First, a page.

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(Reference retrieved automatically from Web of Science through information on FAPESP grant and its corresponding number as mentioned in the publication by the authors.)

An integrative approach: using field and laboratory data to characterize shell utilization and selection pattern by the hermit crab Pagurus criniticornis (Paguridae) from Anchieta Island, Brazil

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Mantelatto, Fernando L. [1] ; Faria, Fabiola C. R. [1, 2] ; Biagi, Renata ; Meireles, Andrea L. [1]
Total Authors: 4
[1] Univ Sao Paulo, Fac Filosofia Ciencias & Letras Ribeirao Preto, Dept Biol, Lab Bioecol & Sistemat Crustaceos, Av Bandeirantes 3900, BR-14040901 Ribeirao Preto, SP - Brazil
[2] Univ Mogi das Cruzes, NUcleo Integrado Biotecnol, Av Dr Candido Xavier de Almeida e Sousa 200, BR-08780911 Mogi Das Cruzes, SP - Brazil
Total Affiliations: 2
Document type: Journal article
Source: Nauplius; v. 24, 2016.
Web of Science Citations: 0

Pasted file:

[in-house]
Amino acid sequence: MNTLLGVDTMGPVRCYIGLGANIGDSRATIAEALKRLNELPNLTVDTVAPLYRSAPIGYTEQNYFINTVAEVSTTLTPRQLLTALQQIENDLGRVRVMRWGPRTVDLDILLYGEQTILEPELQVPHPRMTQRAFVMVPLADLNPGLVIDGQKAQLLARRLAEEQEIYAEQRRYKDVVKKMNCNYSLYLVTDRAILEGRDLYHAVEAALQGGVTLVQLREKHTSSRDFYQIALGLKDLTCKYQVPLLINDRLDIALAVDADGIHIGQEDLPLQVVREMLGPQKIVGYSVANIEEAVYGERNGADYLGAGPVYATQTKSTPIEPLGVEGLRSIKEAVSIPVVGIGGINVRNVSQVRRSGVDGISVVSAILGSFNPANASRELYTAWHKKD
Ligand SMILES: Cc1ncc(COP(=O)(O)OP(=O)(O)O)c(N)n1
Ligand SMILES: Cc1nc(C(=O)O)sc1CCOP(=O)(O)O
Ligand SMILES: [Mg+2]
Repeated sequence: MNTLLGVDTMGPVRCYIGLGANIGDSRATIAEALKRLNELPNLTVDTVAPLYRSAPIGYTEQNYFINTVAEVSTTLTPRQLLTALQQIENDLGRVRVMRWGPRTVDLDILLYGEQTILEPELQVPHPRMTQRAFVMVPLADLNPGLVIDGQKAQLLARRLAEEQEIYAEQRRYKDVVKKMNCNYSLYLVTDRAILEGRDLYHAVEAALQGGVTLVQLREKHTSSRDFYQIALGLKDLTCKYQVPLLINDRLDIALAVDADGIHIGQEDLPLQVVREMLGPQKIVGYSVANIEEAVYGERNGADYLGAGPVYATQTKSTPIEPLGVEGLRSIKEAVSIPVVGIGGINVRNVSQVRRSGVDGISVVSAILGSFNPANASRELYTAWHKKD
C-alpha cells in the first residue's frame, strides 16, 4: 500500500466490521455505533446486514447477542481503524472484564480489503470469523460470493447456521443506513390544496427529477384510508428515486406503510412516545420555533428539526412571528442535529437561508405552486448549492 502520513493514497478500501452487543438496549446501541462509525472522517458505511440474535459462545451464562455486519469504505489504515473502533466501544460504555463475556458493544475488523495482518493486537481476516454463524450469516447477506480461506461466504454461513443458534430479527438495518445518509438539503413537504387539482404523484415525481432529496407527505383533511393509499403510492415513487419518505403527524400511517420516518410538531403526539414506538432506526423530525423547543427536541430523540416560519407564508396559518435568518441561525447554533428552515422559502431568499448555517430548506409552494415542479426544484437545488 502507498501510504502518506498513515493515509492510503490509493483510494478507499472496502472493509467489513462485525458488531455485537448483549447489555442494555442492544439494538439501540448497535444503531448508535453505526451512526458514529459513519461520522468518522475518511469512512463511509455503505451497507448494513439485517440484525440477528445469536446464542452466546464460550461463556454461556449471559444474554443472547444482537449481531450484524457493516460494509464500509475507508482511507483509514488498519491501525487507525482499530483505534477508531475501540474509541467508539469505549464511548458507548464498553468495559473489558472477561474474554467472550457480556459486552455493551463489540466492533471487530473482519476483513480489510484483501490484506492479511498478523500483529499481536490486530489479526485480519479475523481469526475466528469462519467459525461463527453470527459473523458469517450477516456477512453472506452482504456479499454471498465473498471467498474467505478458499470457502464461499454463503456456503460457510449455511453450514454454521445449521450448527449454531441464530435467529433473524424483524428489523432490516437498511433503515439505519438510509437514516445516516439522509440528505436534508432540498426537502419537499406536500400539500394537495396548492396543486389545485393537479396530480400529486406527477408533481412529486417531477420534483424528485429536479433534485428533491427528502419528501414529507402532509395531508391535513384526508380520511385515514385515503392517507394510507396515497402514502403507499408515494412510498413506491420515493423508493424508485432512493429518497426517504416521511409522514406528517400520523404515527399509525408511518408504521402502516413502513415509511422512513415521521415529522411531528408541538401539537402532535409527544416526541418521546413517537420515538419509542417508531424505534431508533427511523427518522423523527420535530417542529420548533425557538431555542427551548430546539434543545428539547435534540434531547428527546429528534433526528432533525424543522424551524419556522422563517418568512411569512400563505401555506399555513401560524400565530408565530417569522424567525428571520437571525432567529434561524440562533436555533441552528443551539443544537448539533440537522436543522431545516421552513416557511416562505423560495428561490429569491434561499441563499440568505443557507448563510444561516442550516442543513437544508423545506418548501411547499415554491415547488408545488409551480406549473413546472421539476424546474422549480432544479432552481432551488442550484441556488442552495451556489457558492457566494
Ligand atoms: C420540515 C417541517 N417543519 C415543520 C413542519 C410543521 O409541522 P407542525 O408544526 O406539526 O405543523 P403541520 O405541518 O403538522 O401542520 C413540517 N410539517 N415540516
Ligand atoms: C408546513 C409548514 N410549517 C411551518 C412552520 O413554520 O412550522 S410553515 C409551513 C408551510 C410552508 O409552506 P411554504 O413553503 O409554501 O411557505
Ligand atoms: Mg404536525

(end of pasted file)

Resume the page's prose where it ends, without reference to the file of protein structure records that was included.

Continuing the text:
The aim of this study was to characterize the pattern of gastropod shell occupation in the field and selection of shell size and type under laboratory conditions by the hermit crab Pagurus criniticornis (Dana, 1852), inhabiting the infralittoral area of Anchieta Island, Sao Paulo, Brazil. Hermit crabs were obtained monthly during 1999 by SCUBA diving. For experiments under laboratory conditions, samplings were performed in 2002. The hermit crabs occupied 16 species of gastropods shells. Cerithium atratum (Born, 1778) was the most occupied shell (89.31%), followed by Morula nodulosa (4.73%) (Adams, 1845). No difference was observed in the pattern of occupation between males and females. The equations that best demonstrated the relationship between hermit crabs and their shells were those that involved Shell Wet Weight (SWW) and Shell Internal Volume (SIV). The laboratory experiments were in accordance to the pattern of occupation observed in the field; the mean value of SAI (Shell Adequacy Index) recorded to the population studied was 1.13 with a trend to increase this value in the last size classes. The results obtained corroborate with the hypothesis of the occupation process of shells governed not only by availability of shells, but also by its architecture. In addition, the shell stock in the area is one another important condition related to the exhibited pattern of shell occupation by P. criniticornis, and allows the stable coexistence among the island assemblage. The pattern of occupation observed promotes a high reproductive profile for the population studied, maximizing the populational growth. (AU)